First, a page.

First off my photo was a hare. In Sweden we only have wild hare and not rabbits. Although now that rabbits have become popular pets with children, especially in the countryside, there have been some that have escaped their hutches and are now trying to survive in the wild.
Here are just a few of the differences between a Hare and a Rabbit:
Hares are not domesticated animals and can never be so
Rabbits are domesticated animals
Hares are born with fur and can see right away and fend for themselves right from the beginning
Rabbits are born hairless and blind and cannot fend for themselves at that stage
Hares have very tall erect ears
Rabbits have much shorter ears and can even have floppy ears
Hares are sometimes known as Jack Rabbits
Rabbits are sometimes known as bunnies
Hares have quite long and very strong hind legs
Rabbits have much shorter hind legs that are nowhere near as strong
Hares eat hard foods such as bark and twigs
Rabbits eat soft food such as grass and vegetables
A young hare is called a leveret
A young rabbit is called a kitten or kit and later a bunny
Here is a beautiful video of a Brown Hare:
In this next video you can see a rabbit and a hare play together:
Last evening as we entered the stable, all seemed peaceful and calm. All until we entered the other end of the stable. There they were, two of our bucks locked together in a head lock. They commenced charging and ramming each other, head on. I know for a fact that larger animals like elk, rams and water buffalo, have very hard plates in their heads to withstand the hard blows that are exchanged when they are in “must”. I am not sure what my little fellows have those plates. If anyone knows if West African goats have protective head plates, I would love to know. Thank you.
The sounds at impact are tremendous, considering the size of my boys. They are in no way the size of an elk or ram. They don’t even come up to my knee when stand near me. I console myself in the knowledge that this is natural and in nature they would be doing the same thing. The issue is, they are not in nature, they are in our care and I feel most responsible for their safety and wellbeing. I would not want either to get hurt. I don’t want a scenario with a victor and a looser limping away to lick wounds.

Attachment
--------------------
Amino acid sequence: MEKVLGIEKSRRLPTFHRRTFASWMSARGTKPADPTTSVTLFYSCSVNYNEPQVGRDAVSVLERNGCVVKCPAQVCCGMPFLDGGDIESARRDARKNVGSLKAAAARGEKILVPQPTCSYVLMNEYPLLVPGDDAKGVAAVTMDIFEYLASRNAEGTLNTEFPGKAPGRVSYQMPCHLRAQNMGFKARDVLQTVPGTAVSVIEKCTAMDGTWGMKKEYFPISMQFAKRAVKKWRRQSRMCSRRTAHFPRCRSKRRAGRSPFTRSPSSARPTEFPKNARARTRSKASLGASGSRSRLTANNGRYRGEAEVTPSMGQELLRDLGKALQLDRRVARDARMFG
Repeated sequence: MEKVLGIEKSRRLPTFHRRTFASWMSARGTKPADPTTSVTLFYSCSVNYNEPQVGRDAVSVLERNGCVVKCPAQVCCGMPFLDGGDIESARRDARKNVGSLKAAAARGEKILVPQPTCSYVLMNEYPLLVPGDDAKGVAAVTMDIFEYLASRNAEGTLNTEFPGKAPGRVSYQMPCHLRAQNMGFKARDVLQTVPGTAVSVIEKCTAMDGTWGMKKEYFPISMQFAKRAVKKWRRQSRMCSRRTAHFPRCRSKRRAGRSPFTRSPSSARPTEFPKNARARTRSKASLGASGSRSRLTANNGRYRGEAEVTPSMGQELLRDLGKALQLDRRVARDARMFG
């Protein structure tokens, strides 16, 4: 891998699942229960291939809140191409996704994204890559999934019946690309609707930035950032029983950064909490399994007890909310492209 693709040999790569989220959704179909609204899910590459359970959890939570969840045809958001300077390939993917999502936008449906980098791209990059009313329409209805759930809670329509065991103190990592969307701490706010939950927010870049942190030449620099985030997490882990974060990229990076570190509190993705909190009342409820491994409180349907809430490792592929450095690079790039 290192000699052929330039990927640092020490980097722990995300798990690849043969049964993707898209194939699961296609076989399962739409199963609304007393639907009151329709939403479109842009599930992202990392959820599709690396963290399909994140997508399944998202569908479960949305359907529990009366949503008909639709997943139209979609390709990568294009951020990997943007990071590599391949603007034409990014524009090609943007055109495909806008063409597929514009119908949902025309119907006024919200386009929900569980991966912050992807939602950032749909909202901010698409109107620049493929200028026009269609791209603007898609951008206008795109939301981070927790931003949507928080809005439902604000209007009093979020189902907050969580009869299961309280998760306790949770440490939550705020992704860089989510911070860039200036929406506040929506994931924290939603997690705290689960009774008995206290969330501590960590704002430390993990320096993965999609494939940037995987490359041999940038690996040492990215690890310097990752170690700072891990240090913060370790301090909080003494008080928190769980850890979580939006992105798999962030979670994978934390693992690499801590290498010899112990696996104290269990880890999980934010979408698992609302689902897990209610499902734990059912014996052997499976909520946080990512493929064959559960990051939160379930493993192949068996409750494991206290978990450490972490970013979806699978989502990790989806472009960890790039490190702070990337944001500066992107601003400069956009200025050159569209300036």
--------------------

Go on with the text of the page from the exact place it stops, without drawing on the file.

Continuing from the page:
We went about our evening chores in the stable amidst the crashing sounds of horns and heads. We tried to distract the boys at one point by offering a treat of bread, which they love. Well, that was just a pause for them and as soon as they licked their lips and had their last piece of bread, they were right back at it.
I was not comfortable going to bed not knowing if all was well with them, so on our nightly trip out with little Max, we walked down to check on them. To my relief, they were all quiet and safe, “in bed”.
This morning, we did have two ladies in heat, and it’s quite possible that our boys knew way before we did. Oddly enough, we did not have the activity with the bucks that we had last evening, this morning.
Here are my boys in action last evening. The stars of my little videos are, Little Man (brown) and Baby Boy (black) who I now refer to as Bear because of his size and his constant grunting. Little Phillip and Winston stay close to watch and learn how to be big bucks.
We are keeping everyone in the Northeast in our thoughts today as you endure this winter storm. We hope everyone stays safe and warm.
We here at Gullringstorp are in the midst of winter, once again. Here in Sweden, we are used to the snow. We have the infrastructure to handle great amounts of snow. Our plows are always at the ready and everyone is prepared with a variety of shovels and warm gloves etc. Even our airports function well during winter storms. Nothing stops in Sweden.
All of us who live in the countryside with animals, learn how to survive the winter and care for our animals. We know how to keep hens warm and water from freezing and keep animals comfortable.
This morning as it snowed I went for a walk with my naughty but sweet Nanna out for a walk . She hesitated at first then she really seemed to enjoy it as she walked me.
My husband was out shoveling when he made a discovery and came in to get me. I grabbed my camera and in the hedge we found something beautiful:
Please stay safe in the storm.